25. Ty Wright, OF, Georgia Southern, #744 overall, 6’1’’/235: Wright’s a well-built college senior that I expected to go somewhere in this range as a short-term organizational soldier. He signed quickly, went a lowly 3-for-22 with Eugene, but has gone 6-for-14 since a demotion to the AZL. DOB: 8/10/87. Signing bonus: Unknown.
26. Kevin Winn, 2B, Louisiana Tech, #774 overall, 5’11’’/185: Winn’s another college senior, and I’m not sure I even thought he’d be drafted. He’s simply a small, lefty hitter without any tools to speak of. He signed quickly, and after a 4-for-16 run with Eugene was promoted to Lake Elsinore in the Cal League to be a backup, where he’s 1-for-3 in limited action. DOB: 6/5/87. Signing bonus: Unknown.
27. Cameron Monger, OF, New Mexico, #804 overall, 6’2’’/205: At least Monger has a plus tool: his speed. A former undrafted JUCO player, Monger transferred in this year to New Mexico, where he didn’t even start. However, every team needs a burner outfielder as a backup and Monger might be just that. I don’t trust his bat, but if you bring him in every day as a pinch runner and defensive replacement, he should be fine. He signed quickly and is off to a .311/.348/.459 start in the AZL, having already stolen 8 bases. DOB: 8/5/88. Signing bonus: Unknown.
28. Vince Belnome, 2B, West Virginia, #834 overall, 5’11’’/205: Belnome is one guy I expected to be drafted, and probably higher than Kevin Winn, though that turned out to not be the case. A junior, Belnome did sign quickly, which might not be good for him in the long-run, as he could have moved up boards with a good senior year. He’s off to a .323/.475/.581 start in 62 ABs with Eugene, and he’s showing incredible plate discipline. One of the more interesting late-round picks. DOB: 3/11/88. Signing bonus: Unknown.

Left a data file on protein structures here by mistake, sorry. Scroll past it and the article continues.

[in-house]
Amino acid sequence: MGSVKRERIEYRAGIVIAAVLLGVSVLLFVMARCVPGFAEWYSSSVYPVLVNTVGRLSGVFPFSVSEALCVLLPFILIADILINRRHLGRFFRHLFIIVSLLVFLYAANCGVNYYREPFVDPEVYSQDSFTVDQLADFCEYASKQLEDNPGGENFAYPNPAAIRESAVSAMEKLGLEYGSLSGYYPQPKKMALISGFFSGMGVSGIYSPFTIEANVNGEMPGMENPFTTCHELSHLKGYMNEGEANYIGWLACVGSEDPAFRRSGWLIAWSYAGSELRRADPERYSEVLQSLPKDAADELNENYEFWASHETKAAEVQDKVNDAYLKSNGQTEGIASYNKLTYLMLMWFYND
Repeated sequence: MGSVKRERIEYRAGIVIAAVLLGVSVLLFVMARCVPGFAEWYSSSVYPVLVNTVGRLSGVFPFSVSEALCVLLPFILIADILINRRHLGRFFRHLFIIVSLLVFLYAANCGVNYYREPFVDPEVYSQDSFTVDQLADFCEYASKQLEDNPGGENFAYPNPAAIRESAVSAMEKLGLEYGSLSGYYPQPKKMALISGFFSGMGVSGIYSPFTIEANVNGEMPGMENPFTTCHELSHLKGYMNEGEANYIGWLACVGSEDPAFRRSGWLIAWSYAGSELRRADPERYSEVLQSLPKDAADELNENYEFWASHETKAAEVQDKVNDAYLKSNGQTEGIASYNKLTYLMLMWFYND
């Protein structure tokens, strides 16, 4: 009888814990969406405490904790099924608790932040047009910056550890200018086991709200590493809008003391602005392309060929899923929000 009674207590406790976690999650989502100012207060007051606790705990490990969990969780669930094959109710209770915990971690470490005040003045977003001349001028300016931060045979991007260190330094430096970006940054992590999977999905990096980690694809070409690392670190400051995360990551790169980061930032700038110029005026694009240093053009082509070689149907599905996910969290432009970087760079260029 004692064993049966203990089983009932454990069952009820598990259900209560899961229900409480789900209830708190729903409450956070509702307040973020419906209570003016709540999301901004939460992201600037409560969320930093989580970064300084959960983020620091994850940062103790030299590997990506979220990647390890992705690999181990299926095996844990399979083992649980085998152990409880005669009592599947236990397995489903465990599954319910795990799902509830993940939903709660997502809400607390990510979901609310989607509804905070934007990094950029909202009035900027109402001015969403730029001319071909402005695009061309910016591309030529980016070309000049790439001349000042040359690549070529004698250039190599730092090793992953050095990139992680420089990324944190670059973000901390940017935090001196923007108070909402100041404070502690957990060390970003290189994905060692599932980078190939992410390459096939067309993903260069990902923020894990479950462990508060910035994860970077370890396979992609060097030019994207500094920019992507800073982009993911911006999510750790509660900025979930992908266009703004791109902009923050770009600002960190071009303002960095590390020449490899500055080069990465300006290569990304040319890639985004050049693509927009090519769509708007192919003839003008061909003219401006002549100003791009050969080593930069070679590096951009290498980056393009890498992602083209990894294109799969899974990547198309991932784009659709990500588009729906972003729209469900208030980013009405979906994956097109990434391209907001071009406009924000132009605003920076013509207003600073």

29. Robert Poutier, RHP, Virginia, #864 overall, 6’4’’/190: Not a name on any of my lists. Old fifth-year senior with a decent body. Signed quickly and has thrown 6 quality innings in the AZL. Should always have to battle for his roster spot. DOB: 10/21/85. Signing bonus: Unknown.
30. Wande Olabisi, OF, Stanford, #894 overall, 6’0’’/212: I thought Olabisi might go ten rounds earlier, but he fell as a college junior. The Nigerian surprisingly (to me at least) signed quickly, despite having a year left at Stanford. He’s off to a 8-for-30 start in the AZL (.267). DOB: 3/18/88. Signing bonus: Unknown.
31. Matt Jackson, RHP, South Alabama, #924 overall, 6’3’’/170: Another tall, skinny thrower, Jackson was at LSU to start his career, then transferred into USA after a year at Chipola JC in Florida. He had mixed success as a starter there, but is probably a middle reliever at best in pro ball. He signed quickly and has thrown 15.1 dazzling innings of shutout ball with Eugene. DOB: 12/18/87. Signing bonus: Unknown.
32. David Erickson, RHP, Connecticut, #954 overall, 6’0’’/190: I don’t ever tire of writing about 23 year-old college seniors. Here’s another in Erickson, another middle reliever-type of thrower, though Erickson has less of a pro body than most of the other names called by the Padres. He also signed quickly and is off to a nice start with Eugene, having allowed just a pair of earned runs through his first 9 innings. DOB: 2/9/86. Signing bonus: Unknown.
33. Jon Berger, RHP, San Diego State, #984 overall, 6’2’’/215: Berger really only got noticed due to his teammate named Strasburg. I’m still a little surprised Berger got picked at all following his senior season. He’s a control specialist that was a starter with the Aztecs, but is another middle reliever-type in the pros. He signed quickly and has had a nice start to his pro career in Eugene, where he’s thrown 4 nice starts. DOB: 1/18/87. Signing bonus: Unknown.